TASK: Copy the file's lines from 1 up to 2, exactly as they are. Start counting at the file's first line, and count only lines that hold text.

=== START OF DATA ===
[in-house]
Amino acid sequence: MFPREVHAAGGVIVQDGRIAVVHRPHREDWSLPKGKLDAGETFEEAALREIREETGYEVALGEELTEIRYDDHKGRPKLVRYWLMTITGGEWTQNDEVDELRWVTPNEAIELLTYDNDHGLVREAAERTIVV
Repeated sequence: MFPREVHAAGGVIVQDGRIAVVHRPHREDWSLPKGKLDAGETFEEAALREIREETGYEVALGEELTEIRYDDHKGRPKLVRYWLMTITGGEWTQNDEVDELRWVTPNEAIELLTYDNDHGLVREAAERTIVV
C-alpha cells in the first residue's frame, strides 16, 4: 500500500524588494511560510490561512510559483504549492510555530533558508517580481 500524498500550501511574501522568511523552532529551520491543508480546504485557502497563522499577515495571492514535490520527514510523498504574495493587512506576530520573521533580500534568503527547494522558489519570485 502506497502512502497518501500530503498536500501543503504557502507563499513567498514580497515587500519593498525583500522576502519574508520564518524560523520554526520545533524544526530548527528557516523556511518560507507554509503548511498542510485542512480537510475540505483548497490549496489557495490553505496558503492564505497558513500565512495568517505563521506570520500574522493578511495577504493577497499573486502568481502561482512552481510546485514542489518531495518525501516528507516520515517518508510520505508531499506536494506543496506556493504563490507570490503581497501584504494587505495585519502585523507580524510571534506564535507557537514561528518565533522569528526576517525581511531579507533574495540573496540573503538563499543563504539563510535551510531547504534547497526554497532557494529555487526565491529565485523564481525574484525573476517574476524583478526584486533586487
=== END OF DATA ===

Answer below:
[in-house]
Amino acid sequence: MFPREVHAAGGVIVQDGRIAVVHRPHREDWSLPKGKLDAGETFEEAALREIREETGYEVALGEELTEIRYDDHKGRPKLVRYWLMTITGGEWTQNDEVDELRWVTPNEAIELLTYDNDHGLVREAAERTIVV